In recent years several cities have enacted or attempted to enact “broken window” laws—laws designed to criminalize homeless people and remove them from public view. The California Homeless Bill of Rights and Fairness Act is a first step to de-criminalize homelessness and grant equal rights protection to ALL: housed and un-housed.
This legislation would be a major public statement recognizing the basic human and civil rights of people without homes. It will help shift our discussions from the characterization of homeless people as vagrants or service-resistant to the reality in our society that there are not enough homes that are affordable on very low incomes, not enough jobs for people with low skills, not enough care for people with serious physical and mental health needs. Our discussions can then shift from blaming the victims to solving the problems: this is what AB5 will do—publicly validate the dignity of people without homes so we can direct our attention and resources to fixing the problems they face.
Inhumane laws do not solve poverty, they only increase the misery of being poor. In many major US cities there are ordinances that make it punishable by law to feed homeless people and laws that make it illegal to “camp” in a public space, ultimately making it illegal to sleep, a basic human need. Some laws even make it illegal to sleep in your car. Hundreds maybe thousands of people end up with citations they cannot afford to pay, some facing jail time because they were caught sitting or sleeping.
This is both a waste of tax payer dollars and a civil rights abuse. In February 2013, in the San Francisco Tenderloin District, a homeless man spent 30 days in jail because on two occasions a police officer found him sleeping on a milk crate. He was charged with public nuisance, unauthorized lodging and obstructing a sidewalk. The first two violations are listed as misdemeanors which can carry a year of jail time each – again, for sleeping on a milk carton.
Whose quality of life is being improved by broken window laws? City officials say the goal of these ordinances is to preserve quality of life and keep down public nuances. Yet, citing homeless people and inflicting them with costly violations and jail time does not address their quality of life—rather, these laws are designed to serve big business and developers who want clear streets and storefronts. The fact is, people do have the right to sit, stand, and gather peacefully in public areas. And for behaviors that are less than peaceful or that damage property, there are already laws in place.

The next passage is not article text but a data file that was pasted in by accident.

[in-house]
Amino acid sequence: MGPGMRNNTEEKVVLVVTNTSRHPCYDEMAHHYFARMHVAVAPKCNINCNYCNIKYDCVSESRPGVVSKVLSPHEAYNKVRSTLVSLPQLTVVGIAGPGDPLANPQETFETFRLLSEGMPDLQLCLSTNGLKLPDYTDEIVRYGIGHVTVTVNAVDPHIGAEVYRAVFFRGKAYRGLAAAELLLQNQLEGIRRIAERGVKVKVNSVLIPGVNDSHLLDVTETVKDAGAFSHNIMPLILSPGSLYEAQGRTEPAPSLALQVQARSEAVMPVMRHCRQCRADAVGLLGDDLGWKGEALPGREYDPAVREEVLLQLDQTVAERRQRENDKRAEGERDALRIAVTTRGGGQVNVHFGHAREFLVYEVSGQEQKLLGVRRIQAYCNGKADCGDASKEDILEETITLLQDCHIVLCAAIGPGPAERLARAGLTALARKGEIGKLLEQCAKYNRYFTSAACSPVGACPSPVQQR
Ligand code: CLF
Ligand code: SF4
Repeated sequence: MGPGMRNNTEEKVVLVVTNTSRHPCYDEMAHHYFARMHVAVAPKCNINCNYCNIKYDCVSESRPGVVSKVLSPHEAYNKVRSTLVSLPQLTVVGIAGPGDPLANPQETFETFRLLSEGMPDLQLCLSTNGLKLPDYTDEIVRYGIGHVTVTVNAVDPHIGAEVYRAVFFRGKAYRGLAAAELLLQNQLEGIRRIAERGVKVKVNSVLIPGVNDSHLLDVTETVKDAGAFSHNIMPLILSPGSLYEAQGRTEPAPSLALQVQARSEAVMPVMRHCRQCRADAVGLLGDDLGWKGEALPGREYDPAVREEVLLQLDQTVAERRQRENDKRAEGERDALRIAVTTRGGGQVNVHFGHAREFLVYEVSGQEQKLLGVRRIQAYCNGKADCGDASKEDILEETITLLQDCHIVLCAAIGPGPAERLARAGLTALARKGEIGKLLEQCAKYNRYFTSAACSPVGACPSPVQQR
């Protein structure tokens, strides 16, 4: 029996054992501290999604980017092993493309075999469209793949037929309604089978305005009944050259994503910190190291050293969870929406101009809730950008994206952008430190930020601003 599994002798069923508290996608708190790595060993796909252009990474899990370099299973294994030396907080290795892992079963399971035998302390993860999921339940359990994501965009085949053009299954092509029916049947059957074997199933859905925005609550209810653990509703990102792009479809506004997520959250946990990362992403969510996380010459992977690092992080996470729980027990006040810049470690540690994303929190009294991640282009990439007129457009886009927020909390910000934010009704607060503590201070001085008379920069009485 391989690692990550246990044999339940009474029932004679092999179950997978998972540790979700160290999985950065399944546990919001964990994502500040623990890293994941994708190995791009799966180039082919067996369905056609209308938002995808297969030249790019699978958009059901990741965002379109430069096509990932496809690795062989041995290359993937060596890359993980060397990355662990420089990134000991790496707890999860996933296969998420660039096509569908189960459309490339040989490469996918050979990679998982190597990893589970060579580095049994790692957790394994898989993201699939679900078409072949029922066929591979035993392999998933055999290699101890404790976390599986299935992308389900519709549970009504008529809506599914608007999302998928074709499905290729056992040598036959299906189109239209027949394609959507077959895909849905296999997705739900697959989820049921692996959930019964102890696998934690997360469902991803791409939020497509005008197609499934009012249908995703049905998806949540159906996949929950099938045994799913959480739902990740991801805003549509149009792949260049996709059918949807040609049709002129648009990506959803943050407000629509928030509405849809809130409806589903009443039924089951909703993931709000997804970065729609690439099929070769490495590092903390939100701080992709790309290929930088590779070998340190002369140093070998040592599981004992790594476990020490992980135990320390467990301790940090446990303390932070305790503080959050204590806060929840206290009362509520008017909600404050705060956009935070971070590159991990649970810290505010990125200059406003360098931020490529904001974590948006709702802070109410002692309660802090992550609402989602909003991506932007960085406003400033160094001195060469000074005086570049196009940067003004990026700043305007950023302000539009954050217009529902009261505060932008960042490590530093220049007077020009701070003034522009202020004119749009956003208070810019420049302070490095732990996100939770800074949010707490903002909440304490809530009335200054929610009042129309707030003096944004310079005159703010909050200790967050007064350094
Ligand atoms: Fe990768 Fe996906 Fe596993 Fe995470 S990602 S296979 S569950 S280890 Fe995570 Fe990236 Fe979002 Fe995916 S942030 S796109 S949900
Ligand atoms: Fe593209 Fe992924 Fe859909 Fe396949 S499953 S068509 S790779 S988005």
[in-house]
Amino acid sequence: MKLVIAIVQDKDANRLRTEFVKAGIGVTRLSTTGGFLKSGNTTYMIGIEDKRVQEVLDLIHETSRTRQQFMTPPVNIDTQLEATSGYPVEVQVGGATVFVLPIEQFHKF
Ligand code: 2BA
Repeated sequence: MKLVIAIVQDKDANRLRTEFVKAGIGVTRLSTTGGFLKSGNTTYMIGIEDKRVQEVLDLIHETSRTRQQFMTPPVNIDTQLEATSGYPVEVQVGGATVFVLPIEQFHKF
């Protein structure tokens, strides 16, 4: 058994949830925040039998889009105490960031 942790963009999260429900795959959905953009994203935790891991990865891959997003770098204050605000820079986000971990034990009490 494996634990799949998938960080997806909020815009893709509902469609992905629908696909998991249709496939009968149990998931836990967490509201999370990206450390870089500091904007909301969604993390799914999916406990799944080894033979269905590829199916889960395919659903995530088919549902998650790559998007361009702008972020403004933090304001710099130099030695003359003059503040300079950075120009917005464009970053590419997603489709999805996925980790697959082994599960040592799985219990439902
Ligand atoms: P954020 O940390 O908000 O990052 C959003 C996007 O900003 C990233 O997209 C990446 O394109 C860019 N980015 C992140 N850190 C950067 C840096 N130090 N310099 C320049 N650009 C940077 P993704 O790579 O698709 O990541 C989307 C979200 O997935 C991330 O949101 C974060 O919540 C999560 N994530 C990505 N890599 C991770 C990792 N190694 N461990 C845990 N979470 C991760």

Everyone is deserving of equal rights and protection. The California Homeless Bill of Rights and Fairness Act will assure the protection of homeless people’s property rights, access to public space, right to safety, right to sufficient health and hygiene centers, right to engage in life sustaining activities, right to privacy and confidentiality, right to counsel, right for homeless school children to stay at the same school they attended before they became homeless, and more. You can find the full Bill text on assembly.ca.gov.
It’s about respect and dignity! When AB5 is passed it will help ensure that homeless people are treated as human beings: with respect and dignity. Send a letter of support to your district Assembly Member. Visit www.wraphome.org to learn more about the efforts to pass AB-5.
AB-5 is authored by Assembly Member Tom Ammiano (D, San Francisco) and co-sponsored by Western Regional Advocacy Project, Western Center on Law and Poverty, JERICHO: A Voice for Justice, and the East Bay Community Law Center. See a full list of Bill supporters at http://wraphome.org/images/